- GOCs, statutory corporations and other special purpose vehicles set up by Government agencies should be reconsidering their Directors' and Officers' insurance now.
In recent years we have seen a broadening of D&O insurance cover, illustrated by the gradual dilution of once virtually absolute broad exclusions.
However, we are entering the stage of the D&O insurance cycle where the pendulum may start to swing back towards a hardening of the market for both price and the breadth of cover. There is certainly anecdotal evidence to suggest that the rash of shareholder actions and other litigation arising from the economic crisis has lead to a hardening of terms and price for D&O cover. While there is currently capacity in the market, there are clear signs of a tightening arising from recent renewals. On current indications the 2009/2010 renewal process may start to see a reversal of the current trend of broadening policy terms to a more restrictive approach to policy wording negotiations.
These indications aside, a number of leading D&O insurers have shown a willingness to negotiate more favourable terms for D&O cover. Now is a good time for GOCs, statutory corporations, special purpose vehicles set up by Government agencies and individuals to review and lock in their D&O insurance cover before a hard market gets into full swing.
It is important however to take the time to properly review the policy terms and the cover provided to ensure you are getting maximum protection - and the best deal. The following are some of the areas that are the subject of intense negotiation between D&O insurers and insurance purchasers.
Cover for claims by the company
A clear example of the broadening of D&O insurance cover in recent years has been the shift by many insurers away from the "insured v insured" exclusion to a "consensual claims" approach. Until recently, D&O policies typically contained the former, which provided that the policy did not cover claims brought by the company against its own directors/officers or by one insured against another insured. The rationale behind this was to prevent the situation where a director might concoct an action by the company against themselves in an attempt to recover losses the company had incurred by reason of the director's mismanagement.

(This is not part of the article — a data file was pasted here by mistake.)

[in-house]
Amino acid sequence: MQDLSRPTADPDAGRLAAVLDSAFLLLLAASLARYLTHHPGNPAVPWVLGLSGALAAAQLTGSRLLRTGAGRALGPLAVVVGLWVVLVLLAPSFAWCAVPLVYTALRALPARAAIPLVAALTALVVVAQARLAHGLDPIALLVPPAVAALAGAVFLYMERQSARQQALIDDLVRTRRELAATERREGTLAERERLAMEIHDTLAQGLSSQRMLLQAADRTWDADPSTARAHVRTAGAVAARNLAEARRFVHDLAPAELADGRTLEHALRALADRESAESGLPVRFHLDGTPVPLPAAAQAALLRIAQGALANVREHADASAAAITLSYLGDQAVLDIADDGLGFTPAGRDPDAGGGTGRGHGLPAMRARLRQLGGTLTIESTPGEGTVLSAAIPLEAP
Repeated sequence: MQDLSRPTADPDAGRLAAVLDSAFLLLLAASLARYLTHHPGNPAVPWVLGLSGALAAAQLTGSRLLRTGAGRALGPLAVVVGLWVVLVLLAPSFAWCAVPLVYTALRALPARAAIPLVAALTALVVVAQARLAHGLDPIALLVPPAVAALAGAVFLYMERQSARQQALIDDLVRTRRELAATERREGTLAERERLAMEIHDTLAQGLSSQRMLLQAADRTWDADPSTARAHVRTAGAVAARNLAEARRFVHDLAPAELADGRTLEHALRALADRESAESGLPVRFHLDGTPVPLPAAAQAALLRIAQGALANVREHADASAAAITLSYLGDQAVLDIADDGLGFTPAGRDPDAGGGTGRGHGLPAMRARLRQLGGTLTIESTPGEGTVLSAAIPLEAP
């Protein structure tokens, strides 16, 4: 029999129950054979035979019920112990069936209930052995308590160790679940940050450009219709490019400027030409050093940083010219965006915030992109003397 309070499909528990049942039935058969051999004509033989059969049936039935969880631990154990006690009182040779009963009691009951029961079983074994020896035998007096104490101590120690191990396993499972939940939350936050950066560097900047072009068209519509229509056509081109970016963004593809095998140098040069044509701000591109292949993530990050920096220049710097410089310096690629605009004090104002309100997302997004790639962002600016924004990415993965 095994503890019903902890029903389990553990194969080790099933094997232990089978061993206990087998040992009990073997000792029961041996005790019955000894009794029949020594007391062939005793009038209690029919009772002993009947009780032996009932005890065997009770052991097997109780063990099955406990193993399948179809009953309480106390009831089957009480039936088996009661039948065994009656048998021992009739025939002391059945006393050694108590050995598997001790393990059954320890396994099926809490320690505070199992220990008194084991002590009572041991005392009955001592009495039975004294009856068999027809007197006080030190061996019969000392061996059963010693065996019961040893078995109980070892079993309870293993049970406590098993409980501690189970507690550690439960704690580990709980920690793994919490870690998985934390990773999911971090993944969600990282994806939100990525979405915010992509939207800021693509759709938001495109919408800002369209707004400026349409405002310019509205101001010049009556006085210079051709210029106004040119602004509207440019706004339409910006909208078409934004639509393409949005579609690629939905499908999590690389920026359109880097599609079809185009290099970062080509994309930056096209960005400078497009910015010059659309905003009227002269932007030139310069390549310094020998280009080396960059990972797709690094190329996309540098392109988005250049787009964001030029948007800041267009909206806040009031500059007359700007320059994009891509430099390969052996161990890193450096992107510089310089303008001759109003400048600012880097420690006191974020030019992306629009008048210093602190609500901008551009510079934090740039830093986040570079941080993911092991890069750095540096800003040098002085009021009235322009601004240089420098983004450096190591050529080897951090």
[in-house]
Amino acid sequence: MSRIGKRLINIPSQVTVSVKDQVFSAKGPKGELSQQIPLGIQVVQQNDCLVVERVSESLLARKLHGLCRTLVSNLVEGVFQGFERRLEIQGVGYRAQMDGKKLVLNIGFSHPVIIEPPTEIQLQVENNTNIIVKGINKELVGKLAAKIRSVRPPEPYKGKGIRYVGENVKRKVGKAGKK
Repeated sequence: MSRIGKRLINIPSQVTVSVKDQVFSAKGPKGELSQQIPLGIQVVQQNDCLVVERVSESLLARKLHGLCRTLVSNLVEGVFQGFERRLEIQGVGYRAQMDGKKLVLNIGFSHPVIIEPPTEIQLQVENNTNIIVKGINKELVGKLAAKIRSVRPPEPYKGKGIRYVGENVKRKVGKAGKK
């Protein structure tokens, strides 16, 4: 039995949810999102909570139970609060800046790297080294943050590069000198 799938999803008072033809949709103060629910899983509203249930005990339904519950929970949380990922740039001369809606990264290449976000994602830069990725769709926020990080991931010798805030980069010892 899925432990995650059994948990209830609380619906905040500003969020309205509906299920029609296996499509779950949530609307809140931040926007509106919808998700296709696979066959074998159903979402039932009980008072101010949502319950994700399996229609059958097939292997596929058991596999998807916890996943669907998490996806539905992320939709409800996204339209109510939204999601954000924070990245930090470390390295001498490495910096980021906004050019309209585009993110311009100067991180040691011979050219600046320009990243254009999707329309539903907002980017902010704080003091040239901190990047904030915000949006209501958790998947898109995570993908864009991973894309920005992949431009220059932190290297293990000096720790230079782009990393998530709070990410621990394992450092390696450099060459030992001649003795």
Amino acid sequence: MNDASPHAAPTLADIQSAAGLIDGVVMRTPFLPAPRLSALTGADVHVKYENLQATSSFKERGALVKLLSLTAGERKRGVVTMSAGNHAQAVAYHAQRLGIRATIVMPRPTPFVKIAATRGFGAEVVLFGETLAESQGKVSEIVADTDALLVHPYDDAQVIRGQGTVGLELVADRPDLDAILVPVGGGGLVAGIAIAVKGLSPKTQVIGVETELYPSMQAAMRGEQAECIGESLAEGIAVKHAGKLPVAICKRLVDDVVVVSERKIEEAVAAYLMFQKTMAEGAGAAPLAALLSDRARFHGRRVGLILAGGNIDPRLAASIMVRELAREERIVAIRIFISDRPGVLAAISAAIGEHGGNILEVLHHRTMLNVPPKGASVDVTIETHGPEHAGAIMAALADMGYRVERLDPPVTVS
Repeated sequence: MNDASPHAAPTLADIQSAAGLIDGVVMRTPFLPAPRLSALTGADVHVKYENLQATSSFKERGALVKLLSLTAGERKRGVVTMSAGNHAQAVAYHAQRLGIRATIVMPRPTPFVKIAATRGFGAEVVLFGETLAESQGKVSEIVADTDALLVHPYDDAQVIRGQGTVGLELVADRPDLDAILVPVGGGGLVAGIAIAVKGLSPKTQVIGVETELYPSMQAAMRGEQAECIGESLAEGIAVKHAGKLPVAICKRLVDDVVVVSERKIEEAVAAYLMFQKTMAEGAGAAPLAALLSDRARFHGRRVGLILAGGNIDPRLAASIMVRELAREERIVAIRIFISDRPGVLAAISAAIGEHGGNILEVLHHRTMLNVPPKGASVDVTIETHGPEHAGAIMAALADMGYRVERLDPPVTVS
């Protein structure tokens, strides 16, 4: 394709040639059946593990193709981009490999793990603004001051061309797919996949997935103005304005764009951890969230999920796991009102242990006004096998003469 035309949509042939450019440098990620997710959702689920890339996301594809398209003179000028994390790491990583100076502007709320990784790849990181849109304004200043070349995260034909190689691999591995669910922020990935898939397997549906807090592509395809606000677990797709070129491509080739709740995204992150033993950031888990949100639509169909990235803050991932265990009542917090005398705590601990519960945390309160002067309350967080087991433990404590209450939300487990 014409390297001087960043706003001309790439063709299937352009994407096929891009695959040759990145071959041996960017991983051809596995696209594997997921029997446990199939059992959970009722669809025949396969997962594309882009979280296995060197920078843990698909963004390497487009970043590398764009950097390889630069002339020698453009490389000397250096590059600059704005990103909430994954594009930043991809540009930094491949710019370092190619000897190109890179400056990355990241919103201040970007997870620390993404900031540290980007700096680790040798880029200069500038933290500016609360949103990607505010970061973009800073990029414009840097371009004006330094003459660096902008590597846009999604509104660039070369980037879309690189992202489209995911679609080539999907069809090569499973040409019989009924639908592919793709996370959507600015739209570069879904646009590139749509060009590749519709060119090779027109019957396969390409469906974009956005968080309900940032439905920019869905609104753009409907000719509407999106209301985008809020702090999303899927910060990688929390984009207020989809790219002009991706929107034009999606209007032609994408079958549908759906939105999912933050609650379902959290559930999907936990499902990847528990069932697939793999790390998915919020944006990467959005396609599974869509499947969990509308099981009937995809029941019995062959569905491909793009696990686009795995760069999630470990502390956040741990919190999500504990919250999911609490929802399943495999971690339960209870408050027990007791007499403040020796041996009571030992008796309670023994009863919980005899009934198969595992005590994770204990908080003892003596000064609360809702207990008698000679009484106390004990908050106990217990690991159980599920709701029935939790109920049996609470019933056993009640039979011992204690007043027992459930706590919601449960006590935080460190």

In recent times, a number of D&O insurers have effectively removed the insured v insured exclusion. Rather than excluding any claim by the company against its directors or officers, insurers now limit the exclusion to consensual claims brought with the solicited or voluntary (rather than legally required) assistance or active participation of the director/officer against whom it is brought. Other insurers have done away with the insured v insured exclusion altogether and at least one insurer no longer automatically applies the consensual claims limitation.
Major shareholder claims
Insurers' treatment of the "major shareholder" exclusion is another example of the broadening of D&O cover in recent years. This issue is of particular interest to Government, because invariably government owned corporations are wholly owned by one shareholder.
The exclusion applies to any claim against a director/officer by a party who had or has control of over 10 percent or more of the voting shares of the company. This exclusion is regularly the subject of intense negotiation between purchasers of D&O insurance and insurers with the purchasers making some headway in negotiating out some of the more severe limitations imposed by the broader versions of this exclusion.